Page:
Santorum Surges, But Can He Win The Big One?

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In the wake of Rick Santorum’s victory in the Minnesota and Colorado caucuses, and in the Missouri beauty pageant primary, the punditocracy has gradually begun to accept an argument you’ve heard me make since August: Mitt Romney is a weak frontrunner who has never demonstrated the capacity to win over the non-Mormon Tea Party-sympathizing conservative faction of the Republican Party. Sarah Palin, in her speech to CPAC yesterday, captured that sentiment quite well I thought.

The danger, however, is that pundits will now overreact by endowing Santorum with electoral strength that to date he has not demonstrated.  Keep in mind that Santorum has not won a single state in which participation rates among eligible voters climbed into double digits.   Indeed, as the following table shows, two of his three caucus victories came in events with participation rates under 2% (figures based on Michael McDonald’s election turnout website).  Turnout in Missouri’s largely meaningless primary, meanwhile, was the lowest of any primary state so far (and keep in mind that Gingrich’s name was not on the ballot there.)  In Iowa, the caucus state with the highest turnout, Santorum essentially spent half a year campaigning there.

STATE TYPE VOTES CAST %Eligible Population WINNER
Iowa Caucus 122,255 6.5% Santorum
New Hampshire Primary 249,655 31.1% Romney
South Carolina Primary 603,770 17.6% Gingrich
Florida Primary 1,672,352 12.8% Romney
Nevada Caucus 32,894 1.9% Romney
Minnesota* Caucus 47,696 1.2% Santorum
Colorado Caucus 65,535 1.8% Santorum
Missouri Beauty Pageant Primary 251,868 7.4% Santorum
Maine* Caucus 5,524* .5% Romney

*Denotes Estimates Based on Incomplete Results

It is true that Santorum is surging in the national polls. Indeed, the latest PublicPolicyPolling national poll has Santorum trouncing the Republican field with 38% of the vote to Romney’s 23%, Gingrich’s 17% and 13% for Ron Paul. Other polls indicate he has moved ahead of Gingrich nationally into second place. The RealClearPolitic’s composite polling tracker now shows Santorum’s average climbing to 24%, only 6% behind the leader Romney (Mitt=purple, Gingrich=green, Santorum=brown):

But we shouldn’t overreact to these national polls.  Rather than demonstrating deep-rooted support for Santorum, they are more likely reflecting voters’ current read of the race, as indicated by the prevailing media narrative. That is, respondents are answering the poll in terms of who they think is doing well according to the media coverage – not who they will necessarily support in upcoming events.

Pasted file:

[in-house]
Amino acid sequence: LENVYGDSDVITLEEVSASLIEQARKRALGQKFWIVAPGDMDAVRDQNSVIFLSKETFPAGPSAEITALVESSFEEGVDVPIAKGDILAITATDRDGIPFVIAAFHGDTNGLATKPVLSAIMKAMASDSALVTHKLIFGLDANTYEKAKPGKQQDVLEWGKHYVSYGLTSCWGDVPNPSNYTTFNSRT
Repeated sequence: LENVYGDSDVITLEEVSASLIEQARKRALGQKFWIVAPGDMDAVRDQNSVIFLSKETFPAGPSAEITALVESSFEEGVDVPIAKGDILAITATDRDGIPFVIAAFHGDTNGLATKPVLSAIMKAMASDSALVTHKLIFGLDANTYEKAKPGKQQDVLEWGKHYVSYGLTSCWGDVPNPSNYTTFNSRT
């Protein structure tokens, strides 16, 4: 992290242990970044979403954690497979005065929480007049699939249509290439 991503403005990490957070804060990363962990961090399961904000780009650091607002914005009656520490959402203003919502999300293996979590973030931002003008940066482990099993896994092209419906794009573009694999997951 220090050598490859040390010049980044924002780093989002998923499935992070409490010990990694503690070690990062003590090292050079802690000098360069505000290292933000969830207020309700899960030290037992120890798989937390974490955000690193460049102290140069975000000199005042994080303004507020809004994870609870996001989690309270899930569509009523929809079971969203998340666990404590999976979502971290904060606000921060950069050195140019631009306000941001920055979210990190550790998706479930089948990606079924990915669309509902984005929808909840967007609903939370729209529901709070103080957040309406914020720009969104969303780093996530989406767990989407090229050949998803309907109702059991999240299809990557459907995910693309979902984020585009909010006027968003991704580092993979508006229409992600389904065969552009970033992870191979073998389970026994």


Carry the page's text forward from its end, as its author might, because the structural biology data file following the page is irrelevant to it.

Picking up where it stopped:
And it is those upcoming events that will test just how strong and widespread Santorum’s support is. After primaries in Michigan and Arizona on February 28, Republicans hold seven primaries on “Super Tuesday”, March 6.  Of those, three – Georgia, Tennessee and Oklahoma can be considered southern or southern-leaning states with large delegate hauls.  (Neither Santorum nor Gingrich qualified to be on the ballot in a fourth Super Tuesday state – Virginia.)   Why does this matter? Because as Mark Halperin notes, those “southern” states contain a high proportion of evangelicals, and – so far, at least – those southern evangelicals have been supporting Gingrich.  Here’s data compiled by Halperin showing the percent of white evangelical Christians vote, based on  2008 exit polls, in those states that will hold primaries in the next month.  Gingrich can be expected to more than hold his own in most of those states.

Two other Super Tuesday states – Massachusetts and Vermont – promise to go heavily for Romney.  This doesn’t leave much room for Santorum to break out of the pack.  Indeed, if voting trends hold among southern evangelicals, Gingrich, and not Santorum, is likely to come out of Super Tuesday with greater momentum as the Mitt-alternative. This despite the fact that the media has – again – largely written Newt out of this race.

This scenario makes it imperative for Santorum to do well in Michigan and, on Super Tuesday, to at least run competitively in Ohio – two rust-belt states in which Santorum’s more populist conservative message may resonate.  (Keep in mind that Romney runs weaker among social conservatives, not necessarily economic conservatives – at least not the higher income ones.) Gingrich, however, has already been barnstorming Ohio in the hope to win some delegates there.  Unless Santorum’s support begins to broaden as a result of last Tuesday’s victories, I still don’t think he’s well positioned to win the nomination.

This is all a long way of reiterating a point I made after Tuesday’s results:  Mitt Romney remains a very weak frontrunner – one who can be beat, but only if conservative Tea Party-supporting Republicans settle on an alternative. At this point, it’s not obvious to me that Santorum is that person.  To convince me otherwise, he needs to win a big-state primary.  He’s got two weeks to make that happen.

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